April 25, 2014 | by Chris Johnson
Alaska high court rules state tax law is anti-gay
Gayle Schuh, Julie Schmidt, gay news, Washington Blade

Gayle Schuh and Julie Schmidt won their case before the Alaska Supreme Court. (Photo courtesy ACLU)

The Alaska Supreme Court ruled on Friday the state acted unconstitutionally by refusing to grant same-sex couples a special property tax exemption afforded to senior citizens and disabled veterans who live with their spouse in their home.

In the 45-page decision, the court determined that the State of Alaska and the Municipality of Anchorage’s decision to withhold the $150,000 tax exemption from same-sex couples violates equal protection rights under the Alaska State Constitution.

“Same-sex couples, who may not marry or have their marriages recognized in Alaska, cannot benefit or become eligible to benefit from the exemption program to the same extent as heterosexual couples, who are married or may marry,” the ruling states. “The exemption program therefore potentially treats same-sex couples less favorably than it treats opposite-sex couples even though the two classes are similarly situated.”

Because same-sex couples cannot legally marry in Alaska, the state prior to the ruling only allowed them an exemption for half the value of their homes.

The case, Schmidt and Schuh v. Alaska, was filed by Davis Wright Tremaine LLP and the American Civil Liberties Union of Alaska on behalf of three same-sex couples. According to the ACLU, the decision applies to all same-sex couples in the state.

One couple — Julie Vollick and Susan Bernard — jointly purchased their Eagle River home in 2004. Vollick, who retired after 20 years in the United States Air Force and has service-related disabilities, was seeking the exemption based on her veteran status.

The other couples — Julie Schmidt and Gayle Schuh, who have been together 33 years, and Fred Traber and Larry Snider, who have been together 28 years — were seeking to qualify for the benefit as senior citizens.

Schmidt, who moved with Schuh to Alaska from Illinois after they both retired from careers in education, said in a statement the court ruling validates their relationship.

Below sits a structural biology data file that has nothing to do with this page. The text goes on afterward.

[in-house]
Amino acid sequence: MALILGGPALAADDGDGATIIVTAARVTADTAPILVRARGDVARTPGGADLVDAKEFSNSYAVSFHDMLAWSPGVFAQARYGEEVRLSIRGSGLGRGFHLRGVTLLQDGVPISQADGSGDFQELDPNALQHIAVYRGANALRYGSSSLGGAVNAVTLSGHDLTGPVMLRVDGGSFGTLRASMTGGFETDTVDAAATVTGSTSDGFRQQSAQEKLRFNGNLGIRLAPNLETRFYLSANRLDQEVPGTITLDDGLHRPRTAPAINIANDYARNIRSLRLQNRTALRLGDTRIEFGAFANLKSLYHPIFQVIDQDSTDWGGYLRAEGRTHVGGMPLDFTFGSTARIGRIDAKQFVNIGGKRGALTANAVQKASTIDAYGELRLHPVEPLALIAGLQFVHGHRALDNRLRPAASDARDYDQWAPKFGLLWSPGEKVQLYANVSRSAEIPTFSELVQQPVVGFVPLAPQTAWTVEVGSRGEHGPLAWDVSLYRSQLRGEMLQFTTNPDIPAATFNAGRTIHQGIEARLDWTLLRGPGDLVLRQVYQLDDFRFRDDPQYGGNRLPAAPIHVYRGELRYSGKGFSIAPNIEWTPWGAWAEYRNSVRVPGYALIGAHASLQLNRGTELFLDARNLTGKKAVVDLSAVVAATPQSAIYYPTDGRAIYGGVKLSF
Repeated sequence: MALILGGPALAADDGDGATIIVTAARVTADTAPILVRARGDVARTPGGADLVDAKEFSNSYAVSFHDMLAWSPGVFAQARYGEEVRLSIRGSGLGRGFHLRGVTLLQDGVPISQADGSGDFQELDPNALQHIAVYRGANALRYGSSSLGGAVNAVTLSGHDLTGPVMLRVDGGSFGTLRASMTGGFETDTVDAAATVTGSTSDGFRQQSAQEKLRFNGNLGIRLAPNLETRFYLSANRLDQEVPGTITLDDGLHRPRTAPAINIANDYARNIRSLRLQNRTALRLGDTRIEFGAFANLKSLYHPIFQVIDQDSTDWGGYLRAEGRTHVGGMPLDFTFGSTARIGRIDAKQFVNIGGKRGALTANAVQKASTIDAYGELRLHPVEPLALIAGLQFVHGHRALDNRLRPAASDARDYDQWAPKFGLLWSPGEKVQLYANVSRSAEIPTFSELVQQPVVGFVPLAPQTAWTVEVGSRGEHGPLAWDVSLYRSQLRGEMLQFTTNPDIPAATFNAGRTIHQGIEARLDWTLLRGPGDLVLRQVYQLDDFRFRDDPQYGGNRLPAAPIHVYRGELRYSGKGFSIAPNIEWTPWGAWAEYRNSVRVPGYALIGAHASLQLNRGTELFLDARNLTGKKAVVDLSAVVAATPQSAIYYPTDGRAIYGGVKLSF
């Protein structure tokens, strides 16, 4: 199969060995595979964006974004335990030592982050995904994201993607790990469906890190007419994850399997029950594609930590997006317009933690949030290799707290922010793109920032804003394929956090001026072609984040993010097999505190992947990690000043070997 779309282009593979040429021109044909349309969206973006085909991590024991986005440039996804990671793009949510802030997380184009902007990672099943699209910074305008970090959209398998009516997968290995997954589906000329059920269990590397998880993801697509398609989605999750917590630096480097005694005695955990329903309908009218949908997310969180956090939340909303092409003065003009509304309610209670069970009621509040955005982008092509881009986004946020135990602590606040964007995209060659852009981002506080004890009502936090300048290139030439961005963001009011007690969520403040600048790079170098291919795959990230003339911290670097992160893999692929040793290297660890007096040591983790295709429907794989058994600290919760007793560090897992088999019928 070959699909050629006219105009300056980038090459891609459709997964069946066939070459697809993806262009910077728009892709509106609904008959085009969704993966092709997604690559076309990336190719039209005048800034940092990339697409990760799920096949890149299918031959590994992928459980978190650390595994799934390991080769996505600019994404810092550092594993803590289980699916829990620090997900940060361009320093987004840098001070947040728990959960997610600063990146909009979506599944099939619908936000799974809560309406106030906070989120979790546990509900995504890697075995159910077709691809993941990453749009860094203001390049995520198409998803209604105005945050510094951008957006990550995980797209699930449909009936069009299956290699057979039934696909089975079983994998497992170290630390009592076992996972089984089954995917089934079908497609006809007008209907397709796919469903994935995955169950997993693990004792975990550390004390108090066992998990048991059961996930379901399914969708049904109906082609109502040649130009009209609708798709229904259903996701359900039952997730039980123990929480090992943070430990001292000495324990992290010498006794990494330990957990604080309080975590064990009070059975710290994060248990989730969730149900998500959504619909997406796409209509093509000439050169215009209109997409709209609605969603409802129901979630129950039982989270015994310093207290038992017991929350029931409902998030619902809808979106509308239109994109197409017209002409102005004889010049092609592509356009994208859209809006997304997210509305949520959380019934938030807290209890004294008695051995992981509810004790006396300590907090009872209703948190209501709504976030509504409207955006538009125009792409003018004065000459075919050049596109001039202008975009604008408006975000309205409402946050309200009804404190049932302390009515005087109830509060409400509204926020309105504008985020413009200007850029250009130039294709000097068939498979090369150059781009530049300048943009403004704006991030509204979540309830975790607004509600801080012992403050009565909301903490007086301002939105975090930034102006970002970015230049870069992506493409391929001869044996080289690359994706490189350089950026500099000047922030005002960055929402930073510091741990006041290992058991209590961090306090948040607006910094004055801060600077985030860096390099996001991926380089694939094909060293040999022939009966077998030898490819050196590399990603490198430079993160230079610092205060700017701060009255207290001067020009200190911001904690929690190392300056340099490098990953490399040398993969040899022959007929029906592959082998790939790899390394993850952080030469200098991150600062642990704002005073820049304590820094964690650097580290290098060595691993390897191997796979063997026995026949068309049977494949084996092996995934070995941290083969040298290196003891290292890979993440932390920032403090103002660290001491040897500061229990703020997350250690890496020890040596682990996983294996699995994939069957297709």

“Gayle and I built a home and a life here because we loved what Alaska had to offer,” Schmidt said. “It hurt that the state that we loved so much treated us like strangers. It is gratifying to have our relationship recognized.”

In ruling in favor of the couples, the court affirms a decision by a lower court in Alaska granting summary judgment to all three same-sex couples who filed the lawsuit.

But the Supreme Court excludes from the decision one same-sex couple, Traber and Snider. Traber was the sole owner of the home, but 62 so not yet a senior citizen, and Snider was found not to have an ownership interest in the home.

Although attorneys for the couples argued they should be able to receive the exemption because laws based on sexual orientation should be subject to heightened scrutiny, the court didn’t get that far in its ruling because justices were able to determine the state’s practices were unfair based on minimum scrutiny.

“Because the tax exemption program affects the couples’ economic interests, it is subject to at least minimum scrutiny,” the ruling states. “Because minimum scrutiny resolves this case, we do not need to consider the couples’ contention that we should apply heightened scrutiny.”

Although there was no dissent in the ruling, Justice Daniel Winfree wrote a concurring decision in favor of the same-sex couples, saying he would have decided the case on non-constitutional grounds.

Joshua Decker, executive director of the ACLU of Alaska, said the ruling affirms no one is second-class under the law — whether they be gay or straight.

“Families in Alaska deserve better than a second-class system of laws for same-sex couples who are just as committed to each other as heterosexual couples,” Decker said. “Our senior citizens and veterans should not have to pay more taxes just because they happen to be gay or lesbian.”

Gay couples in Alaska don’t have access to marriage in the state because Alaska voters made a ban on same-sex marriage part of its state constitution in 1998. The state is one of four in the country that doesn’t have marriage equality or pending litigation seeking marriage rights for same-sex couples.

Chris Johnson is Chief Political & White House Reporter for the Washington Blade. Johnson attends the daily White House press briefings and is a member of the White House Correspondents' Association. Follow Chris

2 Comments
  • Melissa S. Green

    Story needs correction on two points:

    (1) There were three couples (a total of six people) involved in the lawsuit, not six couples as stated in the article.

    (2) Julie Vollick is female, hence the personal pronoun near the end of this sentence needs to be changed: “Vollick, who retired after 20 years in the United States Air Force and has service-related disabilities, was seeking the exemption based on his veteran status.”

    Thanks.

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